Motility Disorders

Motility disorders are usually classified as either achalasia or diffuse esoph-

Fig 17.6. Transthoracic Belsey Mark IV: A double-telescoping procedure of the esophagus into the stomach as a 270° wrap.

ageal spasm. Achalasia can be defined manometrically as failure of the lower esophageal sphincter to relax and lack of peristalsis of the proximal esophagus (Fig. 17.7). The treatment of achalasia is pneumatic dilation or a Heller esophagomyotomy. Diet modification and drugs are generally ineffective. Pneumatic dilation has an initial success rate in the range of 80%; however subsequently only less than 50% have long-term good results. Therefore in general we feel it should only be done for poor risk patients. Esophagomyotomy is probably the treatment of choice.

In a Heller esophagomyotomy, a lateral thoracotomy is performed in the 7th or 8th intercostal space. The muscular layer is taken down to the mucosa which is exposed and this is taken down 1 cm onto the stomach. One must dissect a plane between the mucosa and muscular layers lest the muscular layer reapproximates. The dissection is carried down to the junction of the esophagus with the stomach where the longitudinal submucosal venous plexus becomes the transverse venous plexus along the stomach. There is no need for an anti-reflux procedure since reflux only occurs in 3%, although some groups advocate a concomitant antireflux procedure with an esophagomyotomy. If recurrence of achalasia occurs after Heller esophagomyotomy, then another Heller esophagomyotomy is performed with more extensive dissection between the mucosal and muscular layers.

For diffuse esophageal spasm, pain is much more pronounced and the patients

rarely complain primarily of dysphagia alone. An upper GI may reveal narrowing and pseudodiverticulosis. Initial medical management consists of nitrates and calcium channel blockers; however these only work in about 50% of patients. Failure of these modalities requires a Heller esophagomyotomy but the proximal extent of the myotomy is longer compared to that for the treatment for achalasia. The level depends on preoperative esophageal motility studies which reveal the proximal extent of the esophageal spasm. If the lower esophageal sphincter is found to be normal manometrically, then the myotomy can stop short of the lower esoph-ageal sphincter. It should be noted that surgical treatment for spasm using esophagomyotomy is less effective than for achalasia.

Suggested Reading

1. Mathisen DJ, Grillo HC, Hilgenberg AD, Moncure AC, Wilkins EW Jr. Transthoracic esophagogastrectomy: A safe approach to carcinoma of the esophagus. Ann Thoracic Surg 1988; 45:137-143.

2. Ellis FH Jr, Gibb SP, Watkins E Jr. Esophagogastrectomy: A safe, widely applicable, and expeditious form of palliation for patients with carcinoma of the esophagus and cardia. Ann Surg 1983; 198:531-540.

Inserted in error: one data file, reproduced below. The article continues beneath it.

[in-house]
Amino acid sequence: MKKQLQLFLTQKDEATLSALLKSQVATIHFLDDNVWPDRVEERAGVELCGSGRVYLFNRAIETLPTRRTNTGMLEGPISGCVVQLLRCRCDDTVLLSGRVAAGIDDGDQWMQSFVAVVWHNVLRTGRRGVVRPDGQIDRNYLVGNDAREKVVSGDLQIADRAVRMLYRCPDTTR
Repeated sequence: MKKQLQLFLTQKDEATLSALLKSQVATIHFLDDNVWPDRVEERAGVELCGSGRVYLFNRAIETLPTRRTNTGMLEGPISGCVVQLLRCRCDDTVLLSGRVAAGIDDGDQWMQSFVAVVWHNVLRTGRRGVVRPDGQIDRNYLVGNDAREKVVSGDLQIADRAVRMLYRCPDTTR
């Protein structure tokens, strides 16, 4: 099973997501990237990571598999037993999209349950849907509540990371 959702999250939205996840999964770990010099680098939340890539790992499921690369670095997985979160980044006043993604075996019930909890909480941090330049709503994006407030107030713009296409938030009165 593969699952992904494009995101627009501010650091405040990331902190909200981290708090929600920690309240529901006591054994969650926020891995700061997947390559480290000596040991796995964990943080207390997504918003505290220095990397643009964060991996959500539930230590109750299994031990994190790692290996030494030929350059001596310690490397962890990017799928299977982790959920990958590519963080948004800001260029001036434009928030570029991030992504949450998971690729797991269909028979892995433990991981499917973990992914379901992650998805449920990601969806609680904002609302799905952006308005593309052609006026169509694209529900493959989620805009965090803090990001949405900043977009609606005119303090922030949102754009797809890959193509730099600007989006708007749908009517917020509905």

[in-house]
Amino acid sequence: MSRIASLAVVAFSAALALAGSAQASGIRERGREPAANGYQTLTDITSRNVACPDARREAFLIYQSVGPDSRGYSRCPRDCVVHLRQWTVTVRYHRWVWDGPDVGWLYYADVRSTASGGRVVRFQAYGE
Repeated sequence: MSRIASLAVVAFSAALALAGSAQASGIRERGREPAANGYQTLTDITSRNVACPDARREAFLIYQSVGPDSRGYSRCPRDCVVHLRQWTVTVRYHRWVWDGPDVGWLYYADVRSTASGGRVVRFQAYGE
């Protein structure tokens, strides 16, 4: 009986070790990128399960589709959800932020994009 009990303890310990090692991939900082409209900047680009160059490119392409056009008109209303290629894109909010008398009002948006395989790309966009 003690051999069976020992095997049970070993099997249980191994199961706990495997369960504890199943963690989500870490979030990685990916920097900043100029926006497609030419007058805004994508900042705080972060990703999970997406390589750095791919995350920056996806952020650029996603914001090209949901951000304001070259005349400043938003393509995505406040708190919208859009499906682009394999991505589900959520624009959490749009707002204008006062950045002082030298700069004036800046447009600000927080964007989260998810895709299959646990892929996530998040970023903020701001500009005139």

3. Orringer MB. Transhiatal esophagectomy without thoracotomy for carcinoma of the thoracic esophagus. Ann Surg 1984; 200:282-288.

4. Katlic M, Grillo HC. Carcinoma of the esophagus. In: Choi NC, Grillo HC eds. Thoracic oncology. New York: Raven Press, 1983: 279.

5. Bare AE, Belsey RHR. The treatment of sliding hiatus hernia and reflux esoph-agitis by the Mark IV technique. Surgery 1967; 62:396-404.

6. Skinner DB, Belsey RHR. Surgical management of esophageal reflux and hiatus hernia. J Thorac Cardiovasc Surg 1967; 53:33-54.

7. Orringer MB. Surgical treatment of esophageal strictures resulting from gastroe-sophageal reflux. In: Stipa S, Belsey RHR, Moraldi A eds. Medical and surgical problems of the esophagus. New York: Academic Press, 1987: 165.

8. Ellis FH Jr, Crozier RE, Watkins E Jr. Operation for esophageal achalasia: Results of esophagomyotomy without an antireflux operation. J Thorac Cardiovasc Surg 1984; 88:344-351.

9. Pac M et al. Transhiatal vs. transthoracic esophagectomy for esophageal cancer. J Thorac Cardiovasc Surg 1993; 106:205.

10. Moon MR et al. Transhiatal and transthoracic esophagectomy for adenocarci-noma of the esophagus. Arch Surg 1992; 127:951.

11. Ellis FH et al. Esophagectomy for carcinoma of the esophagus and cardia: A comparison of findings and results after standard resection in three consecutive eight-year intervals with improved surgical criteria. J Thorac Cardiovasc Surg 1997; 113:836.

Herbal Remedies For Acid Reflux

Herbal Remedies For Acid Reflux

Gastroesophageal reflux disease is the medical term for what we know as acid reflux. Acid reflux occurs when the stomach releases its liquid back into the esophagus, causing inflammation and damage to the esophageal lining. The regurgitated acid most often consists of a few compoundsbr acid, bile, and pepsin.

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